Apr-23-14 D Kokarev vs A Smirnov, 2012 (replies)
FSR: Sad to see one of the Polugaevsky Variation's rare outings - and at the Polugaevsky Memorial, no less - get smashed into oblivion. According to Houdini 3, Black would have been fine after either 14...Nd7 (instead of 14...Bb7) or 16...gxf6! (instead of 16...axb5?).
   Apr-23-14 W Napier vs W T Dickinson, 1904 (replies)
FSR: The Rice Memorial (1916) tournament was played the year after Rice's death. You might have thought that there'd be a Rice Gambit or two as a homage to the guy. But no, there was only one King's Gambit, and that a declination with 2...Bc5. B Kostic vs Janowski, 1916 Sad. Reminds me of ...
   Apr-23-14 Harry Nelson Pillsbury
FSR: <zanzibar: I also found this from 1896: <SF Call Jan 7, 1896: Pillsbury wonderful control of habits; meat only once/day, no dink stronger than milk, abstemious use tobacco, always sleeps at least 7 hrs. Advocates use bicycle for health>> I wish to hell he'd stayed away from ...
   Apr-23-14 Spassky vs Beickert, 1991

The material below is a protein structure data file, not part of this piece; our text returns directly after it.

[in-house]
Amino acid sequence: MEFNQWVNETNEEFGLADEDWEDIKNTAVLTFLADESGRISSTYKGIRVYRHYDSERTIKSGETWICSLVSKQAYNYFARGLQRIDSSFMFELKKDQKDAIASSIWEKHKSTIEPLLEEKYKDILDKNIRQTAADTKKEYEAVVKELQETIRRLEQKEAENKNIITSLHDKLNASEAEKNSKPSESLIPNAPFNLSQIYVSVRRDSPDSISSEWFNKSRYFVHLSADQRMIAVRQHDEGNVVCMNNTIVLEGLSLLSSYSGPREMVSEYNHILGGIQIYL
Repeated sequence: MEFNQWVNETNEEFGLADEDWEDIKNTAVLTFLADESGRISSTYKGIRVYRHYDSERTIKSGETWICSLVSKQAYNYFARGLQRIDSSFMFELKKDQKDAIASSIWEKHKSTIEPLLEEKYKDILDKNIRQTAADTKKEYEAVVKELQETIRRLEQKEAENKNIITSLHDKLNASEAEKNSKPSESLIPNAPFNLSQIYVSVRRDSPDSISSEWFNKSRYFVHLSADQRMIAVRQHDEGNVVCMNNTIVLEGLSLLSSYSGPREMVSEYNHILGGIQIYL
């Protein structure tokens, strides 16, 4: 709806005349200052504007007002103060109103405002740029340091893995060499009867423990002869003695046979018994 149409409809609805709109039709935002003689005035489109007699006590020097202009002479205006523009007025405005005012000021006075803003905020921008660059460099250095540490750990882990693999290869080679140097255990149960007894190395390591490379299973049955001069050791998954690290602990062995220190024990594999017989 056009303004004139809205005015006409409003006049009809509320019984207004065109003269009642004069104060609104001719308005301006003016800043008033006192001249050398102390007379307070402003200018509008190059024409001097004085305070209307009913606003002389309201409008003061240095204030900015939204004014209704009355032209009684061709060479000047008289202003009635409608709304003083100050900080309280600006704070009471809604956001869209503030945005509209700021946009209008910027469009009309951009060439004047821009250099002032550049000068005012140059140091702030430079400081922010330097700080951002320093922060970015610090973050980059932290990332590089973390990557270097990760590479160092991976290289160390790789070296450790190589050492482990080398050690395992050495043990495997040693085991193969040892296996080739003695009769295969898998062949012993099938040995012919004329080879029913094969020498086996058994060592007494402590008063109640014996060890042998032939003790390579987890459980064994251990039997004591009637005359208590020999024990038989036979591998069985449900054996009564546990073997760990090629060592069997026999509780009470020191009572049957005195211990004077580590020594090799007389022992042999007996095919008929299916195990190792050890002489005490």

FSR: So where did Black go wrong? I fed it to Houdini 3, which questioned 11...f5, weakening e6. Instead, after 11...Qd7 12.Qh4 Nd4 13.Nxd4 Bxd4+ 14.Kh1 f5 15.gxf5 exf5 16.Qh3 Bc6 17.Nd1 fxe4 18.Qxd7 Bxd7 19.dxe4 Rae8 20.e5 c4 21.c3 Bc5 22.Nf2 Rd8 23.Ne4 Bf5 24.Rfd1 Bxe4 25.Bxe4 b5 26.b3 d5 ...
(replies) indicates a reply to the comment.

Kibitzer's Corner
< Earlier Kibitzing  · PAGE 56 OF 56 ·  Later Kibitzing>
Premium Chessgames Member
  FSR: <Shams> I had a game against the 4.f3 Nimzo, although I don't think the line I played is best. S Tennant vs F Rhine, 1982 No doubt I would have been scared shirtless if I'd known before the game that my opponent had crushed Seirawan and Bisguier with the line.
Premium Chessgames Member